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Soccer Player-Turned-Banker Returns to the Game

Posted January. 18, 2008 07:31,   


Kim Jae-han looks sharp when he turns the pages wearing his reading glasses. Is it because he worked in finance for more than 16 years? First impressions of the 6-feet 3-inch tall Kim are more like that of a kind next-door neighbor. But when he works, he looks meticulous.

In the 1970s, Kim was a famous soccer player among children. The 61-year-old man quit playing soccer and turned into a financier for 16 years. Then on Jan. 30 last year, he began a new life as a soccer administrator. This reporter sat down with the vice president of the Korea Football Association at a “soccer day” event this Thursday.

○ Playing Soccer Again

“At first, I had a hard time adapting to soccer, because the game has changed a lot. Banks run by themselves once a system is set up, but soccer involves relationships, creating unpredictable situations,” said Kim.

He was embarrassed when he failed to recognize an acquaintance whom he knew as a soccer player. He did not know how to handle the piles of work related to the national soccer team stacking up on his desk. In particular, there were many incidents including the national team’s drinking scandal, and the nomination of Heo Jeong-moo as a national team coach after failing to find a foreign candidate last year.

“Without Jin-gook and Ho-gon, I would have failed to adapt here and run away,” said Kim.

He said that his former fellow soccer mates Kim Jin-gook (57), the planning director, and Kim Ho-gon (57), the managing director, helped him immensely.

“To be honest, it was much harder for me to get accustomed to the association than to be scolded for a bad play as a player. At least now, I don’t get completely shocked,” said Kim.

○ We Had a Stronger Spirit.”

“When I was a soccer player, things like uniforms and shoes were poor but we had a very strong national pride,” said Kim. “Once a player was on the national team, he played very hard. At least, players in the past had more of a fighting spirit than today. But players with the current national team are far better in adapting to technology and tactics,” said Kim.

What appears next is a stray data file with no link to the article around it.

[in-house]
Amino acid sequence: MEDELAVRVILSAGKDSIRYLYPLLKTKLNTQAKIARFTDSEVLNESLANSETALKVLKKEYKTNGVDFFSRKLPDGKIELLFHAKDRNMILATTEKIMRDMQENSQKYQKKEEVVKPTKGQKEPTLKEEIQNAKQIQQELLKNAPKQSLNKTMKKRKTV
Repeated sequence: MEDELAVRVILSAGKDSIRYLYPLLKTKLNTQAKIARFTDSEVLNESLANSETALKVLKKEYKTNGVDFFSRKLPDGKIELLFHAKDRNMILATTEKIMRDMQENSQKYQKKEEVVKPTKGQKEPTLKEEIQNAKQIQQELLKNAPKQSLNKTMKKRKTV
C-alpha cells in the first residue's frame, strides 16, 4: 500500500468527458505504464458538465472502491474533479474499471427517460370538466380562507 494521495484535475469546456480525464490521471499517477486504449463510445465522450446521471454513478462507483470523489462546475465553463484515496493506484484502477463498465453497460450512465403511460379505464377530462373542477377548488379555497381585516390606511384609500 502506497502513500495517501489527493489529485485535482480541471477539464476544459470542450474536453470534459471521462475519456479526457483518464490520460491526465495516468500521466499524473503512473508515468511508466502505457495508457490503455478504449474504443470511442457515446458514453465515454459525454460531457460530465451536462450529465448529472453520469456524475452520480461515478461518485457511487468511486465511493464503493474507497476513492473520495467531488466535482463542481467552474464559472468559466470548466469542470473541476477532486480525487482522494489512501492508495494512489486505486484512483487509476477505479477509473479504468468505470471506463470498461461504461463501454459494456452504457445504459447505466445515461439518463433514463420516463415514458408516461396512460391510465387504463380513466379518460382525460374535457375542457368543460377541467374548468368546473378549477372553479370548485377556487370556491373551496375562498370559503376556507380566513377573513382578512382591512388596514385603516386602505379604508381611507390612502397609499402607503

In the 1970s, when players such as Kim Ho, Kim Jeong-nam, Lee Hoi-taek, Park Yi-cheon, Kim Jin-gook, Cha Beom-geun and Kim Jae-han played in Seoul Stadium, as many as 25,000 people came to see the match. Even though it was far smaller number than the current 50,000-60,000, fans were more enthusiastic then. Plays involving Cha Beom-geun, Kim Jin-gook, Kim Jae-han, and Kim Jae-han and Park Yi-cheon drew enormous attention.

“Today’s players enjoy an imbalance of fame and wealth,” noted Kim. “Many seem to fail because they do not know how to manage them. That is because they did not learn basic human values, to think seriously about their lives, and to discipline themselves.”

The vice president is now interested in creating a “study league” system whereby players can continue to study and play from elementary school up to college, consistently.

○ Soccer Players are One

“Soccer players need to unite,” said Kim. “It’s good to criticize soccer, but singling-out a group to achieve a certain goal is only divisive,” said Kim.

When he was asked about the fact that KFA President Chung Mong-joon, who took the helm in 1993 and worked for the body for 16 years, retires this year, Kim said, “President Chung is a great asset to soccer. Even after he steps down, we should unite and give him a round of applause for him to retire honorably and to play a bigger role in the development of soccer.”